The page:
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Kelly Slater

Photo: WSL/Poullenot/Aquashot


The Inertia

The stakes have never been higher on the 2019 World Surf League Championship Tour. That’s because for the first time in history, the tour’s rankings will determine national team qualification for surfing’s 2020 Olympic debut.

As we reported by way of the New Zealand Herald recently, that fact isn’t lost on Kelly Slater whose retirement plans from full-time competitive surfing will be contingent on his Olympic prospects.

“There is a chance I could retire at the end of this year, at least from full-time competition, but if it looks like, or if I feel like I’m going to make the Olympics, I’ll probably end up trying to do that next year,” said the 47-year-old over the weekend.

Okay, but what’s the breakdown of Slater’s actual prospects to represent the Stars and Bars in Japan in 2020, really?

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First, a refresher on the qualification scheme devised by the International Surfing Association and accepted by the International Olympic Committee.

According to the ISA, 18 slots are reserved for surfers that rank highest on the men’s and women’s CT (10 men and 8 women will qualify), the remaining 22 surfers will qualify through ISA events. Here’s the rub: only two surfers may qualify per country and once that happens the next highest ranked surfer representing a country that hasn’t met its quota gets the nod.

Here’s a perfect example to illustrate the point. Last year Gabriel Medina, Filipe Toledo, and Italo Ferreira ranked 1st, 3rd, and 4th on the men’s CT. All things being equal, Gabriel Medina and Filipe Toledo would have qualified to represent Brazil in the Olympics, and Italo Ferreira would not have.

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So, back to the GOAT. It’s worth noting that in 2017 and 2018 Kelly Slater’s ranking on tour was impacted by a bum hoof. In 2016, though, the last year he competed at most events save Rio, he was the third most highly ranked American on tour, finishing seventh. He was beaten out by Kolohe Andino, who finished fourth, and John John Florence, who won his first world title.

In the past three years, the top two Americans on tour have consistently been John John Florence, Kolohe Andino and in 2018 (when John John was out due to injury), Conner Coffin joined Andino.

In other words, if Kelly Slater hopes to qualify he doesn’t have to beat out John John – who, if past performance is any indication, will likely rise to the top. But, he does have to beat out Andino and Coffin.

It’s tempting to question how likely this is, especially after two years of injury withdrawals where we’ve seen Slater’s name sink to the bottom rungs of the rankings. But, looking at the last nine years of men’s CT results reveals a different picture.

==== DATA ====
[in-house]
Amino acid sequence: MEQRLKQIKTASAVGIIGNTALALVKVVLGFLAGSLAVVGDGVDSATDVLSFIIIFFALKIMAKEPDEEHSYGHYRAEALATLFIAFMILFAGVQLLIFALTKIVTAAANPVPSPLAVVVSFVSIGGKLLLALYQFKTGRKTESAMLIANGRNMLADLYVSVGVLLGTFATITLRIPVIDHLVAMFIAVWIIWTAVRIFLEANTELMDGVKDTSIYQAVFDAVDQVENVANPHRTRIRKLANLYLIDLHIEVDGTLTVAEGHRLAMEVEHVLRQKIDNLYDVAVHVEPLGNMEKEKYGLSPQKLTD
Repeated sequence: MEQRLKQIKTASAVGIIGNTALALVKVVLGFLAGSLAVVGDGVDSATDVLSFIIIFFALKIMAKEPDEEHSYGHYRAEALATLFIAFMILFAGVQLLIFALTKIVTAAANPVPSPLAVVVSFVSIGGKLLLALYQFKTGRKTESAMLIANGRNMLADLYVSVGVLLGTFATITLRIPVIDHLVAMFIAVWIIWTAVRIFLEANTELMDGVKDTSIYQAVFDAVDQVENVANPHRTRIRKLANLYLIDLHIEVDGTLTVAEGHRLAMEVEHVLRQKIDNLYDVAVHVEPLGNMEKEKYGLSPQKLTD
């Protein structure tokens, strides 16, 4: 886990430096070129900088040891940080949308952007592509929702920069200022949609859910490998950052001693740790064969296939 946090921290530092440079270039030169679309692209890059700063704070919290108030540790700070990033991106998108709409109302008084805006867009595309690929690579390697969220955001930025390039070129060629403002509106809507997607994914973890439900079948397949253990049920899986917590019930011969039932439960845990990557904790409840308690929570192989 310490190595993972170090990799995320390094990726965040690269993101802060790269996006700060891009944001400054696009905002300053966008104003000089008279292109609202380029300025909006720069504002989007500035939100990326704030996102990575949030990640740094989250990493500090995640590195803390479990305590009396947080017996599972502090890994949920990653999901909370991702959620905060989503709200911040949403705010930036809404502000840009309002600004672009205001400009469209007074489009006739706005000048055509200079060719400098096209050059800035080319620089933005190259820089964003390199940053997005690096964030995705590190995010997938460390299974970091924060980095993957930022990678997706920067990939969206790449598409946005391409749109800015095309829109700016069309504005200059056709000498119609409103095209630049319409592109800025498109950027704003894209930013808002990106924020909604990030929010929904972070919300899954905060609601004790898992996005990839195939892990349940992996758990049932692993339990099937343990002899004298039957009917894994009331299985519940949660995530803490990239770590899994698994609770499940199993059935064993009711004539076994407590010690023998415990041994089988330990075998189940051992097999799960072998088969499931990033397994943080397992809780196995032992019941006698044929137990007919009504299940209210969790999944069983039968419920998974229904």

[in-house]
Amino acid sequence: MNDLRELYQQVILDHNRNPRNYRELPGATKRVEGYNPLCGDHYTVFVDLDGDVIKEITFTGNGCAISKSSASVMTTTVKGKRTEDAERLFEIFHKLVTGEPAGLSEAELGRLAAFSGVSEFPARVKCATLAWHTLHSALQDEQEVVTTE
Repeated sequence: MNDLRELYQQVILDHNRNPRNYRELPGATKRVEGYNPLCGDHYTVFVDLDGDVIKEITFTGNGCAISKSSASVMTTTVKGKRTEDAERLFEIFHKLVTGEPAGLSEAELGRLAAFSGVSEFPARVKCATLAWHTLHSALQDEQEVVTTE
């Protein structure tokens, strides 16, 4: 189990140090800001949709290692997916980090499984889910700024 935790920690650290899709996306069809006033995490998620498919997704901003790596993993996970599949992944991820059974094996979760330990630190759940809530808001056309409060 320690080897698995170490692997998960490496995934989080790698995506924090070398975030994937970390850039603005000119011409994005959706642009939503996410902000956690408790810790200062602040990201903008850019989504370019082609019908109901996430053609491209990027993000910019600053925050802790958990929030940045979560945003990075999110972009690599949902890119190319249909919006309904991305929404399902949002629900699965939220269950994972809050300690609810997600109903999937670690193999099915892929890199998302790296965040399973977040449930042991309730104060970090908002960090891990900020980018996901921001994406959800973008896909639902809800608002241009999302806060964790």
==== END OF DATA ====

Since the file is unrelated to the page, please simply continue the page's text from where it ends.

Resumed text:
In 2010, 2011, 2012, 2013, 2014, and 2015, Slater would have handily qualified for the U.S. Olympic surfing squad. As I said, 2016 would have been a different story and again 2017 and 2018, the 11-time world champ was injured. Suddenly 2019 doesn’t seem so bleak.

Plus, as you’ll recall, Kelly Slater Wave Company’s Surf Ranch was newly-added to the men’s and women’s CT schedule in 2018. To say Kelly Slater has a bit of a home-court (some might say unfair) advantage at the place is putting it mildly. The guy got third with an injured foot at the inaugural event last year and has likely logged the most hours in the tub of any surfer on tour. Not to mention he knows the bathymetry of the place intimately, he hired the engineers who crafted the wave to his specifications, and, uh, he’s got his name on it.

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Looking back at 2016 rankings, subbing an equal fifth result at the Hurley Pro Trestles for a third (or better a win) at the Surf Ranch, Slater would have likely beaten out Andino in an Olympic qualification scenario.

The bottom line: it’s not crazy to imagine Kelly Slater and John John Florence representing the United States of America on the men’s side in surfing’s Olympic debut.

It’d be a fitting and well-deserved swan song for a highly-decorated competitive surfing career, and if Slater won gold, well, it’d be the perfect bookend. And at 47, he wouldn’t be the oldest Olympic competitor in history, but he’d likely be one of the oldest in Tokyo (during the 2016 Games in Rio, Quartz saw fit to highlight competitors in their early-40s as the “oldest Olympians battling it out at Rio”).

From Slater’s interview with the New Zealand Herald to his decision to compete at the Vissla Sydney Surf Pro – his first showing on the Qualifying Series, save Vans Triple Crown events, in years – it’s clear Slater aims to put everything into 2019. And we know what happens when he puts his mind to something – 11 world titles, an innovative artificial wave technology, a clothing brand that prides itself on raising the bar in sustainability, and innovative board designs that continue to re-invent performance. Point being: don’t count Kelly Slater out. It ain’t over until he says it’s over.

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